silent bodies speaking from behind bars

Guest blogger, Gina Snooks, is a Master of Gender Studies student at Memorial University. She’s currently writing her thesis on women’s tattooing practices and spirituality. In September 2015, she’ll begin doctoral work in the Department of Women’s Studies and Feminist Research at the University of Western Ontario. Here, she examines the invisibility of incarcerated bodies, and the implications of such invisibility.

Silent Bodies Speaking From Behind Bars
By Gina Snooks
(also published on Gina’s blog: http://nothingtocrowabout.com/2015/03/23/silent-bodies-speaking-from-behind-bars/)

Tough guys don’t cry. Well, tough guys in prison don’t cry. Well, tough guys in prison don’t cry except when Theo Fleury opens up about his life story, as an inmate named Charles commented in a sound bite that was played during an interview with Fleury and Charles Alder on 680 CJOB, a radio station in Winnipeg, Manitoba.

Theo Fleury, ex-NHL star, ex-drug addict, survivor of childhood sexual abuse and now motivational speaker went to Stony Mountain Penitentiary recently to speak to about 100 men who are incarcerated in the federal correctional institution commonly known simply as Stony, located in Winnipeg. Fleury’s message was of hope and healing. He spoke, also, about finding his way back to himself. And, apparently he had men in tears. Tough men.

Word on the street is that Stony’s a tough place. So, it’s not surprising that guys there are not accustomed to bearing witness to each other’s tears, particularly tears that are invoked by a man who reminds them that “we’re all on a healing journey.”

Fleury’s appearance at Stony is not unlike the work being done through the Prison Music Project, led by activist Zoe Boekbinder, who has teamed up with inmates and formerly incarcerated men along with producer Ani DiFranco to make an album of songs written by men who have served time in California prisons. I imagine Fluery and Boekbinder have similar intentions as Johnny Cash did when he wrote the song “Folsom Prison Blues,” which he performed inside the walls of that prison to an audience of inmates in 1968; the point is, bodies behind bars matter.

With that in mind, I am left wondering: how can we talk about embodied life experiences in the absence of bodies?

Maybe it’s more accurate to ask: how do we talk about bodies that are concealed, confined, hidden. Bodies that are silenced, as my colleague Amy Sheppard reminded the audience during her recent presentation in which she spoke of dance as methodology for incarcerated women to explore body image. How is it that some bodies are silenced and hidden from view, some might argue forgotten; yet, these same bodies are under permanent surveillance and on constant display — both inside institutions and also upon release.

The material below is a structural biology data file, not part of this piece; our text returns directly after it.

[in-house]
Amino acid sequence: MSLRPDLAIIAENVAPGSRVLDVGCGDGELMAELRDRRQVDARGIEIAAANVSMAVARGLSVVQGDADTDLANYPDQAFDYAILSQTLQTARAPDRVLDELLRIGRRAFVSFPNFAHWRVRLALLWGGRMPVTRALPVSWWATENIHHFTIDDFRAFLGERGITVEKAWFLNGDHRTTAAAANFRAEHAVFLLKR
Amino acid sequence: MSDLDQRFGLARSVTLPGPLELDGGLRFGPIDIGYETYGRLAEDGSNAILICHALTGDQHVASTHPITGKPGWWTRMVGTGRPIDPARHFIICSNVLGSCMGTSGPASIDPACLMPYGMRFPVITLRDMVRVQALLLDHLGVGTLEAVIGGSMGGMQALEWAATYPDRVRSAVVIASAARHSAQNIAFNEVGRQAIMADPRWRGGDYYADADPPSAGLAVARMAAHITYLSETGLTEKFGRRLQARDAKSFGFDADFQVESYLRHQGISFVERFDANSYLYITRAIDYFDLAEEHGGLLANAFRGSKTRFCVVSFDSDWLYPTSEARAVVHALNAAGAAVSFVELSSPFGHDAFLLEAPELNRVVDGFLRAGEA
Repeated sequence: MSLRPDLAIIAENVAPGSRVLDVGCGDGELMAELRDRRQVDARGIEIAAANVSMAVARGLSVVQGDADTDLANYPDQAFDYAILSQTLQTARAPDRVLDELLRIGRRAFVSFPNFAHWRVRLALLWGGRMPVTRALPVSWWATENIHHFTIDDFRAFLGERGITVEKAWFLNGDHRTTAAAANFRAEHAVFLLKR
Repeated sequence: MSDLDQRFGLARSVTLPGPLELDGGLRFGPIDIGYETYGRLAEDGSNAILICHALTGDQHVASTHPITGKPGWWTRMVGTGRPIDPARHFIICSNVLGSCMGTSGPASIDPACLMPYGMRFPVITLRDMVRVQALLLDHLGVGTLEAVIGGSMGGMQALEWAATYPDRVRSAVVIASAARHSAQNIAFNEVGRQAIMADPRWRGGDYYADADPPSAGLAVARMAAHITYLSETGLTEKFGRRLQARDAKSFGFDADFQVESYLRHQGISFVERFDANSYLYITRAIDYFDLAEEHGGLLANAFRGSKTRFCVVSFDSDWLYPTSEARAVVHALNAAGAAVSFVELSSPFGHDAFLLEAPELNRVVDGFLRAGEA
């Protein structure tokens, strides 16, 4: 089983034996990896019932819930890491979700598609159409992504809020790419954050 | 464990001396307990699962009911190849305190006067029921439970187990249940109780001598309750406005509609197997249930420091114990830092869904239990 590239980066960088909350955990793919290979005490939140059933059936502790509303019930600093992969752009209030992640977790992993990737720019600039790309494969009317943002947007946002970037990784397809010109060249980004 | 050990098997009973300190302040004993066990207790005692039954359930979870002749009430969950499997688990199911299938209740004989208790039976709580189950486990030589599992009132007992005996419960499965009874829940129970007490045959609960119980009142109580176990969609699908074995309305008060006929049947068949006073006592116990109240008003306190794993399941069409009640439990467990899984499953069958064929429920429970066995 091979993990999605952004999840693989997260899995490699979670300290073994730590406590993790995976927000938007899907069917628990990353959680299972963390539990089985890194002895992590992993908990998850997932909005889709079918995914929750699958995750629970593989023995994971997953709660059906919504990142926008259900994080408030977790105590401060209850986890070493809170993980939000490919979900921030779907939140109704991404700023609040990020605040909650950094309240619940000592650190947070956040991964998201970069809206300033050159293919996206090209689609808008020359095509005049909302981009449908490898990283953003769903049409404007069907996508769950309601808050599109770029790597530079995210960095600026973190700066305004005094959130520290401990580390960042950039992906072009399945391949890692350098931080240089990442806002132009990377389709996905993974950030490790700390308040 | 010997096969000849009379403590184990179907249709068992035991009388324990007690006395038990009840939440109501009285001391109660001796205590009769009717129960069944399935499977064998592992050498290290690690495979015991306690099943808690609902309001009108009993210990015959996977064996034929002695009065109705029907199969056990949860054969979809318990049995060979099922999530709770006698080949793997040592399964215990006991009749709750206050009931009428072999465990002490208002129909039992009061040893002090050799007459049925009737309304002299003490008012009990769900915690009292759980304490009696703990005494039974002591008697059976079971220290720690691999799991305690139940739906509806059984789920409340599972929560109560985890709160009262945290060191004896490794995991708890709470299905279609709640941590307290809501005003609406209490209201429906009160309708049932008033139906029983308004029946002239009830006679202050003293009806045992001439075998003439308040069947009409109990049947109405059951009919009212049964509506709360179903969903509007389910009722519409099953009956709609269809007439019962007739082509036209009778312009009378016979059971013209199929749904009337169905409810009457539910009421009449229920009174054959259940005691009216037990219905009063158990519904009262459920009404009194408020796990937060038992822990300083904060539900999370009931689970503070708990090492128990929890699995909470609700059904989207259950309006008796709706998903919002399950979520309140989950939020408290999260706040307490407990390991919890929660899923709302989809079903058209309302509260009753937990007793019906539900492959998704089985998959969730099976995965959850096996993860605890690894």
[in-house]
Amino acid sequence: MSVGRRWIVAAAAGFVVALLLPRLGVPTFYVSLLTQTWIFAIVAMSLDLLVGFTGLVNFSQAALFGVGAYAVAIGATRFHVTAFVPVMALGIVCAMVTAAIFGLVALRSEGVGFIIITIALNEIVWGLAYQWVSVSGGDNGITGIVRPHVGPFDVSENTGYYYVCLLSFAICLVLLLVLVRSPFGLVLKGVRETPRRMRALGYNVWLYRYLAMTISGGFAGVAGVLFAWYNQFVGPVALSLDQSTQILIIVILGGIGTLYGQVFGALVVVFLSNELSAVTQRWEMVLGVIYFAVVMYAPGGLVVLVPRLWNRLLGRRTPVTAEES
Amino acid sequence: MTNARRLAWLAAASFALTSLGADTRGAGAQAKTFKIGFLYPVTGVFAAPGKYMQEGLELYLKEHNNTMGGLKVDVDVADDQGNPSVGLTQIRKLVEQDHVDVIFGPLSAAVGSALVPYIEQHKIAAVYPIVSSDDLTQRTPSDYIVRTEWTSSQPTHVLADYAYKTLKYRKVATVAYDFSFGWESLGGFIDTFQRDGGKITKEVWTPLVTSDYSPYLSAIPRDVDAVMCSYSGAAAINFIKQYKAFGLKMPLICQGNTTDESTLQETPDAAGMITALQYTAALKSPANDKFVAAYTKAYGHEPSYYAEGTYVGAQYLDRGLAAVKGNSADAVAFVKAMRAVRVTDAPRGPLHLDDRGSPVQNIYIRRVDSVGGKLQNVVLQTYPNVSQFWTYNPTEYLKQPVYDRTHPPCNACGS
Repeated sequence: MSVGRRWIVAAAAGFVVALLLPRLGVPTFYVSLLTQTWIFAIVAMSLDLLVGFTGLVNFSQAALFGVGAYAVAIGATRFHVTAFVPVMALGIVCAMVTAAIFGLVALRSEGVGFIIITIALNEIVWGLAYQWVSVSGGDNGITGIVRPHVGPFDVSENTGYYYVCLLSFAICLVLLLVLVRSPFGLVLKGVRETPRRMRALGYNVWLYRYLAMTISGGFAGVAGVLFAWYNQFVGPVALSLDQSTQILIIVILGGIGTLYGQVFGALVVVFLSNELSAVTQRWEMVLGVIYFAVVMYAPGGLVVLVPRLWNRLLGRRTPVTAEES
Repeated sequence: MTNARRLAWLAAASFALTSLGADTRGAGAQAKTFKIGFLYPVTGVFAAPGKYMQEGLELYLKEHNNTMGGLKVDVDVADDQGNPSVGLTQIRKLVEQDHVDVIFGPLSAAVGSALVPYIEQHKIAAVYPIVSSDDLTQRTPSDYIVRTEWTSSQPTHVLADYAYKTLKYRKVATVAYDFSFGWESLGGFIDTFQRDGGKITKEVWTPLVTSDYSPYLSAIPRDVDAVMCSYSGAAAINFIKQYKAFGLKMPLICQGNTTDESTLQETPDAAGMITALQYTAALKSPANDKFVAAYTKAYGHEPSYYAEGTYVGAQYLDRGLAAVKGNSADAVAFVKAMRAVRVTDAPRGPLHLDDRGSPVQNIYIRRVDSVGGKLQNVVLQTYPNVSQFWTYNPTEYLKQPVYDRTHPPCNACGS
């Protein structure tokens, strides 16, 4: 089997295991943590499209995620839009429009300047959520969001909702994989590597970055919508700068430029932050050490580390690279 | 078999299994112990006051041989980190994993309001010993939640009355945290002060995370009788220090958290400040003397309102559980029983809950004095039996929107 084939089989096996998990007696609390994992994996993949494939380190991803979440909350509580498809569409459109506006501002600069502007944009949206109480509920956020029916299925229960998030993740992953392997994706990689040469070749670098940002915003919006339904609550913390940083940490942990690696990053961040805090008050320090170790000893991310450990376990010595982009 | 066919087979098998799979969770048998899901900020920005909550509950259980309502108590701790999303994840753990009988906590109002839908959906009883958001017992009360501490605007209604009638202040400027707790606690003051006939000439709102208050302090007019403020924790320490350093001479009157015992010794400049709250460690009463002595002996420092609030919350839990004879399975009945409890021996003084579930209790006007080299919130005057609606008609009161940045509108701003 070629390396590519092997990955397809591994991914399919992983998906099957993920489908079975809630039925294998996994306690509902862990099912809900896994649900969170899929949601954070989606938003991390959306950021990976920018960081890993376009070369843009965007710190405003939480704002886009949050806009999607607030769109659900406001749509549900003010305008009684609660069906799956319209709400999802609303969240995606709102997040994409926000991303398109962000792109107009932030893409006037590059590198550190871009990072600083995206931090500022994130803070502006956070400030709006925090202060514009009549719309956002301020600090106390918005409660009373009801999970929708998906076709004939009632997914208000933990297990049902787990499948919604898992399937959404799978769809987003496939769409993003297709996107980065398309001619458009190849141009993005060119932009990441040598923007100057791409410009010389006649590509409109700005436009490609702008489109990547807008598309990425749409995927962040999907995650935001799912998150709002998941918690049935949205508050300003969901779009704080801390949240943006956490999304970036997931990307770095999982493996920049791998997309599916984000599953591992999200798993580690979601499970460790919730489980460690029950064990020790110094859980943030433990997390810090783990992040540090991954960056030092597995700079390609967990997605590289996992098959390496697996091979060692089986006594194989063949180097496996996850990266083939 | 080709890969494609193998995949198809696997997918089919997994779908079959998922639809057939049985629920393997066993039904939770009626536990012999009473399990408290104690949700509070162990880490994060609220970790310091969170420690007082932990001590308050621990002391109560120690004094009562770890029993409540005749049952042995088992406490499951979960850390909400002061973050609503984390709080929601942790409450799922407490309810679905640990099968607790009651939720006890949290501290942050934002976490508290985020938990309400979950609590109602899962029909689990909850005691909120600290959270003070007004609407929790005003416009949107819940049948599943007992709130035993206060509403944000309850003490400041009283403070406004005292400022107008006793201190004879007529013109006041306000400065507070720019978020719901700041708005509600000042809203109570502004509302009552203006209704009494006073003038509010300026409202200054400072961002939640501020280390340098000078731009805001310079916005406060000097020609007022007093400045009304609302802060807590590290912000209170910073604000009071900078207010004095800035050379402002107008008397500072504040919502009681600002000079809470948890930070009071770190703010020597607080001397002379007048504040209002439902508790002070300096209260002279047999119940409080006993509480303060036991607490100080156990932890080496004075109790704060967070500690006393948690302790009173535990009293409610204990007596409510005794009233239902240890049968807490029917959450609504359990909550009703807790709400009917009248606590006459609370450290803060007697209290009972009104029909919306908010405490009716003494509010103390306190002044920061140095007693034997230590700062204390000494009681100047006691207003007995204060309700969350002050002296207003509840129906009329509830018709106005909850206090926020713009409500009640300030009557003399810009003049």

Once a body has been marked with a prison number can it ever be unmarked?

Obviously, for those serving a life sentence their bodies will remain marked, given that even if released on parole they will be monitored by the correctional system for life. I’m not really questioning technicalities, though. Rather, I am wondering about the ways in which silenced bodies tell their own stories.

In the process of grappling with these questions I came across a quote that struck me as a particularly powerful statement:

“Shamed people feel the eyes of others on them, even when experiencing the emotion in solitude” (Tangney et al., qtd. in Mobley).

I typed this remark, this narrative, and then I sat staring at the screen as though I had nothing else to say. It seemed that whatever I attempted to express was inadequate; simply put, it wasn’t enough. Then I heard a faint voice coming from inside me say “big girls don’t cry.”

“F#@K YOU!” I shouted back. Whose voice was that anyway? I’ll cry if I want to, I’m just not sure why I would want to.

And, you know what, tough guys can cry too if they want to. Who says they can’t?

I want to be clear, when I say incarcerated men (and women) are tough I’m not talking about a physical hardness, though I imagine some are. Instead, I am referring to the kind of strength it takes to break one’s soul wide open, the kind of strength it takes to speak though the silences, the kind of toughness that comes from looking deep inside and sometimes facing the voices that haunt bodies. I’m talking about the kind of inner strength it takes for a person to acknowledge the marks they’ve placed upon their bodies and the kind of strength it takes to tell those stories though silenced bodies.

Some bodies telling stories through bars, because as the folk singer/songwriter Passenger says, we all have holes but we carry on

Work Cited

Mobley, Alan. “Seeing Shame: Legal Storytelling and Prisoner Rehabilitation.” Journal of Prisoners on Prisons (2014): 23.1. Print.

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